If you’re a frequent user of Twitter, you probably don’t need me to tell you how to use it… or maybe you do. Anyway, I’ve seen some egregious tweet abuse lately that led to this article.
We’ll start with the…
1. #Don’t #overuse #hashtags – I’ve seen this abused fairly extensively of late. Hashtags (placing the # symbol before a word for the newly initiated) can be great tools for getting your content found, or vice versa. However, when I see a tweet with a half dozen glowing hashtags, it makes the text unreadable. Keep it to 3 and don’t let them cloud your message. See this example: “Check out my blog post on Social Media for #Authors webaddress.com #writers #indies”. While I’ve managed to include 3 hashtags, I’ve also kept my message clean and readable.
2. Me! Me! Me! – This happens when folks look at Twitter as a message board and not as a place to have a conversation. You don’t like walking into a store where everyone is trying to sell you something, why would you want to have the same experience on Twitter. In this case, it’s a safe bet to use the 80-20 rule. For every post about your book(s), you need to have 4 that are about anything but you. Share some industry news, a recent book you read, the view from your writing space. Heck, share a picture of the coffee your drinking. Ok, don’t overshare, but you get what I mean. No one wants to talk to someone who talks nonstop about themselves, so don’t treat Twitter like Craigslist.
3. Don’t just retweet – I can’t tell you how many times I want to return the favor of a retweet, go to that person’s feed and discover that retweeting is all they do! They have entire weeks go by between posts that they’ve created. This is almost the opposite character from #2. You’re not sharing enough of you. How do I know who you are if all you’re doing it regurgitating what others have posted?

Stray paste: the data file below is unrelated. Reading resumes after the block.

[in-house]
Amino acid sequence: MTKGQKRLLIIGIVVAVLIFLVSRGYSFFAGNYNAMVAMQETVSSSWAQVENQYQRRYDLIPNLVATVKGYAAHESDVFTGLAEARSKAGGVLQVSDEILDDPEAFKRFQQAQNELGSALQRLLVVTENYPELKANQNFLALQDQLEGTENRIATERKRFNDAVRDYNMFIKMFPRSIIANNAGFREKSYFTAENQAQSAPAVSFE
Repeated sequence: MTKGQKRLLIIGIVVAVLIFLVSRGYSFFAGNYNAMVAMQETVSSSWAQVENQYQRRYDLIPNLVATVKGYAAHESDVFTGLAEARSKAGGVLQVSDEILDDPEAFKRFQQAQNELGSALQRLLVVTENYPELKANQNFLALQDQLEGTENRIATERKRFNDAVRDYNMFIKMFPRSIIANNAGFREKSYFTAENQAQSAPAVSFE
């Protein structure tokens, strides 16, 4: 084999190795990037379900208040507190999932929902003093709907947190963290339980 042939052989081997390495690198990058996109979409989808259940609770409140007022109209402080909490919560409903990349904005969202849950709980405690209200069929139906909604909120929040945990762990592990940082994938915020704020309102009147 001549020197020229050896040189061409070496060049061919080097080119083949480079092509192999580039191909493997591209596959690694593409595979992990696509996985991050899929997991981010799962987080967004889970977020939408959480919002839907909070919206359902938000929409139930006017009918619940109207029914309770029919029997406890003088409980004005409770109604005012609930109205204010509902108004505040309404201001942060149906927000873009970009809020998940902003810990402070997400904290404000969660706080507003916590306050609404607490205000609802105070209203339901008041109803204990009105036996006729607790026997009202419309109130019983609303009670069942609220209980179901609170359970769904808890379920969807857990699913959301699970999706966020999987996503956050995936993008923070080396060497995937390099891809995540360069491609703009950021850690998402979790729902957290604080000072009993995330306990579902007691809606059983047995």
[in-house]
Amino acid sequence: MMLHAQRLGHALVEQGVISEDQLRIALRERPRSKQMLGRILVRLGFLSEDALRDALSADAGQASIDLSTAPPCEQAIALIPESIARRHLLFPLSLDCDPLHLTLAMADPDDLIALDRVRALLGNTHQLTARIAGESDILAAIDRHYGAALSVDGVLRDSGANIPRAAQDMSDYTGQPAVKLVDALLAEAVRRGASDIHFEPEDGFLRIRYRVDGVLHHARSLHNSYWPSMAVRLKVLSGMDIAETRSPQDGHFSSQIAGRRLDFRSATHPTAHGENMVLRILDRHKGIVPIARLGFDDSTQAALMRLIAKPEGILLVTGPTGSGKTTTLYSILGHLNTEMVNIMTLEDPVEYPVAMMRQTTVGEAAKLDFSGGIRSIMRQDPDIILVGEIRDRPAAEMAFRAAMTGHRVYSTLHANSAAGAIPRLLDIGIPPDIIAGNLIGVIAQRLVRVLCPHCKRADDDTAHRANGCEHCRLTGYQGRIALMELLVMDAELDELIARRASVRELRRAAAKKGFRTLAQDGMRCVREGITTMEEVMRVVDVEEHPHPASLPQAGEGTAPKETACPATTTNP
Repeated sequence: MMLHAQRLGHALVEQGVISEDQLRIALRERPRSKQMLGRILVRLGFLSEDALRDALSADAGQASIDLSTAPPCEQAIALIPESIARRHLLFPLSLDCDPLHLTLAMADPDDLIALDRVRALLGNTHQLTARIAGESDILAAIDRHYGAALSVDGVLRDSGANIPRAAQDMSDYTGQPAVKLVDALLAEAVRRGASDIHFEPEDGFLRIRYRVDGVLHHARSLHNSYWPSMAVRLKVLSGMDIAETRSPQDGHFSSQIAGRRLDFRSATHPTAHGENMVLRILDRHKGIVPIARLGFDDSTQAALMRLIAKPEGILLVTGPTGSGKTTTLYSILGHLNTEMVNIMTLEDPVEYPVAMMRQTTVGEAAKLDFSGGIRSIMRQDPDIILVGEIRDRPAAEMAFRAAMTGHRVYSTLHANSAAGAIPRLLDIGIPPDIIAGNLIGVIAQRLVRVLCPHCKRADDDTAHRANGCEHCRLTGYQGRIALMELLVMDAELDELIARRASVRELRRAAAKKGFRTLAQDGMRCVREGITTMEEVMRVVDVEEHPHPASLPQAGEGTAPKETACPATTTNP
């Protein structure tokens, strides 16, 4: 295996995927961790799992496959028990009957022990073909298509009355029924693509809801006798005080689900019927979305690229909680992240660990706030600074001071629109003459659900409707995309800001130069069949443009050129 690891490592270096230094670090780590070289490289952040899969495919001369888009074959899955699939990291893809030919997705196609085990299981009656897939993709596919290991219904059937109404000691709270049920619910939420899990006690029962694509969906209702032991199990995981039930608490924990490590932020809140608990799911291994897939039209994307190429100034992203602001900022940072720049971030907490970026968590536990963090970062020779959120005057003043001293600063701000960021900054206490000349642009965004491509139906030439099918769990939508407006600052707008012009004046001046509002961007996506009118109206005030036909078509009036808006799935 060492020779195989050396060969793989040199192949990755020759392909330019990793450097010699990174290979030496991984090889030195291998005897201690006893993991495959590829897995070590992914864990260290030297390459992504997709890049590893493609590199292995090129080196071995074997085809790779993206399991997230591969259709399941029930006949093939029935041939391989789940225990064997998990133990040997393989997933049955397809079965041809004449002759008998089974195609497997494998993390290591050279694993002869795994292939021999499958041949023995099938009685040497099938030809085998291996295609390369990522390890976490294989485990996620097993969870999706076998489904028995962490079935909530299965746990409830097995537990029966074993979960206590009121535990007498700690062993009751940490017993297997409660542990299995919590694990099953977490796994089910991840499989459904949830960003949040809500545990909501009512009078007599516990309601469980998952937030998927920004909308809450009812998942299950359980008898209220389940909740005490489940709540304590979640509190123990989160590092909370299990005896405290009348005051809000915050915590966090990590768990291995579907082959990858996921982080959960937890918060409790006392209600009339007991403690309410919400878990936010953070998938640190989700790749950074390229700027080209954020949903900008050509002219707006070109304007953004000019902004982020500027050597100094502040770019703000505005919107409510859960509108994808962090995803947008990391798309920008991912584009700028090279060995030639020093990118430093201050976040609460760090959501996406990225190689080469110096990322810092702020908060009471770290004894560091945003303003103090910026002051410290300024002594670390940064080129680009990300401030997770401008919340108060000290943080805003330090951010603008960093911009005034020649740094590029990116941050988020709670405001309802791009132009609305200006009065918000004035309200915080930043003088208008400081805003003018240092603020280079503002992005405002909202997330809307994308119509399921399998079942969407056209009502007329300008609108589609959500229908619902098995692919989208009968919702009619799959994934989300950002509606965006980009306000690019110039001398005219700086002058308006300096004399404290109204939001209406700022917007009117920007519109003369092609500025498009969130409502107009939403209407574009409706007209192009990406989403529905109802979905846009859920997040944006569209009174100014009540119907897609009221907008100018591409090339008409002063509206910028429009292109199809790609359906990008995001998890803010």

4. Don’t have a vague bio – This one really bothers me. You’ve followed me. I don’t just automatically follow back. I want to know that you and I have something in common. I go to your profile and get “The dusty wind blows through many a tree, but only touches a few leaves.” Ummm…sure. Moving on. Not gonna follow. Twitter is all about getting your message across in as few words as possible. This includes your bio! Tell me who you are and what you do! Here’s a bio that I’m guaranteed to follow back: “I’m a writer.” In those three words, you’ve already said more than my made up dusty wind blather. Tell me something!
5. Keep it relatively PG – Listen, I’m no prude, but I check my twitter feed at work all the time (shhhh). I can’t be having your half-naked erotic romance cover popping up on my screen. Sorry. Also, I’m not a huge fan of swearing in publis, so keep the language to a minimum. It can put off so many potential readers, it’s just best to avoid anything that’d make your mother blush.
Ok, onto the…
1. Have conversations – Talk to people. Believe it or not, folks are listening and want to chat. You can create whole new relationships with people through Twitter.
2. Be helpful – Tweet helpful content and be helpful in general. A lot of people look to Twitter for answers. By being someone who provides answers and support, you’re doing more to establish yourself as a resource. People remember resources.
3. Be thankful – If someone favorites or retweets your tweet, send them a thank you, or mention them in a group thank you. I usually wait till the end of the week and lump them together with a #FF (follow Friday) hashtag. Doing this also allows you to introduce similarly minded folk.
4. Be poignant – Twitter isn’t easy. You’re limited to 140 characters. If this paragraph were a tweet, we’d be nearing the end already. And that’s without a link. You have to catch your audience with your first few words. Conserve characters! Get to the point. Also, don’t (shoot, I guess this would be #6) abuse the English language too much. If you’re 3 words into your tweet and you’ve already had to chop letters and punctuation out, I’m more than likely not going to read the rest of the post.
5. Have fun! – Twitter can be a great platform to develop your own community of like-minded folk. It can be the kind of place where you go to laugh, share, and learn. Go to Twitter with a smile on your face.
I hope you found these points helpful. If you have additional DOs and DON’Ts, feel free to add them in the comments below. 🙂
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